Although women experience thyroid disease with greater frequency than men (one in 50 women to one in 500 men, according to one British study by BUPA), men can and do develop thyroid problems. Overactive thyroid (hyperthyroidism) symptoms in men are essentially the same as they are in women. Since thyroid disease is more prevalent in women, men who are experiencing these symptoms should bring up thyroid disease with their doctors, especially if they have a family history of thyroid disease
Skin, Nail and Hair Symptoms
Hyperthyroidism can cause many changes to skin, nails and hair. Overall, the skin may appear thicker and velvety. Increased pigmentation, flushed faces and red palms are also possible. The skin may feel hot to the touch and increased sweating is common, especially on the palms and feet. Nails tend to grow very quickly and hair will fall out. In extreme cases, pretibial myxedema, a condition in which deposits of plaque accumulate on the shins causing the skin to appear bumpy, may occur. These symptoms should improve with treatment.
A hyperactive thyroid speeds up the metabolism, which has several impacts. Patients with hyperthyroidism often complain of feeling nervous, edgy and agitated. They also may experience difficulty concentrating and general fatigue. Tremors and heart palpitations/irregular heartbeat are also common complaints. Intolerance to heat accompanies this "revved up" feeling. These symptoms abate when thyroid function normalizes with treatment.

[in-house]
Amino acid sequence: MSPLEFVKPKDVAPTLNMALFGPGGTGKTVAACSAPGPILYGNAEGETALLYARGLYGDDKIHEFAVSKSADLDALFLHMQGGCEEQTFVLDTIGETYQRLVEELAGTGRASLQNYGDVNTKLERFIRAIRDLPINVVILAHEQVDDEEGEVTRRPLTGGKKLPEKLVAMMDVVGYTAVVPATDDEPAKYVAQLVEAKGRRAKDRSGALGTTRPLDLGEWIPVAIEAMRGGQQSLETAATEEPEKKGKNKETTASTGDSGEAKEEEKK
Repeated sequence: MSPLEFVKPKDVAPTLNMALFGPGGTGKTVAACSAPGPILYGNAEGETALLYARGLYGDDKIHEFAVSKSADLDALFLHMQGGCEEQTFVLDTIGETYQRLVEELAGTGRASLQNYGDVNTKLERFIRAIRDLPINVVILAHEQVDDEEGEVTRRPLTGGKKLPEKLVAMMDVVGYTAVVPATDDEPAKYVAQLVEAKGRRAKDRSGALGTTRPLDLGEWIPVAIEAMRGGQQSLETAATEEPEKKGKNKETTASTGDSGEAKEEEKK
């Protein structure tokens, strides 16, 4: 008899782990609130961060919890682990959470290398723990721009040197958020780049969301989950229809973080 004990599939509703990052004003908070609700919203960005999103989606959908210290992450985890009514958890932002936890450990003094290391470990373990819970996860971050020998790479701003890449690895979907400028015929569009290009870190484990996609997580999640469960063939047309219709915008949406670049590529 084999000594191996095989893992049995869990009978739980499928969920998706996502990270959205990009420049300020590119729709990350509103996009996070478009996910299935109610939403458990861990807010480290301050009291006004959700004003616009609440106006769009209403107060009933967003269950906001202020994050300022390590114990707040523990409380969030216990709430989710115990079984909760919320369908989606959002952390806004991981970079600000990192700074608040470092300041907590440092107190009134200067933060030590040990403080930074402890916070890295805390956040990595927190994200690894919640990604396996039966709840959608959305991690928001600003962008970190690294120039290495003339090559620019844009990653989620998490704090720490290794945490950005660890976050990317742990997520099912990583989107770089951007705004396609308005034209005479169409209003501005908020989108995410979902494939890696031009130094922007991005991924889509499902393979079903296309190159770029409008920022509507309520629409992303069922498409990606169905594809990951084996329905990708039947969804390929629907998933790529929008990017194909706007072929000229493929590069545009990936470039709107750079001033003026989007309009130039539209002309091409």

Because hyperactive thyroids speed up the metabolism, weight loss is a very common symptom. Some people lose a few pounds while others lose a significant amount of weight, depending on the severity of the thyroid malfunction. The lost weight is often regained after treatment when the thyroid is returned to normal.
Impotence and Infertility
Impotence is the one male-specific symptom of hyperthyroidism. Infertility often accompanies hyperthyroidism in both sexes. These symptoms should reverse themselves when the thyroid problem is treated.
Goiters and Eye Problems
Hyperthyroidism can cause the fat behind the eyes to swell and push the eyeballs forward, causing them to look protruded. This symptom is most common in hyperthyroidism caused by the autoimmune condition Grave's disease. The thyroid may also swell, which causes a goiter to appear. A goiter is a lump on the neck that is caused either by swelling of the entire thyroid or swelling of a small part of the gland. The goiter may go away with treatment, but protruding eyes may persist even when the thyroid function returns to the normal range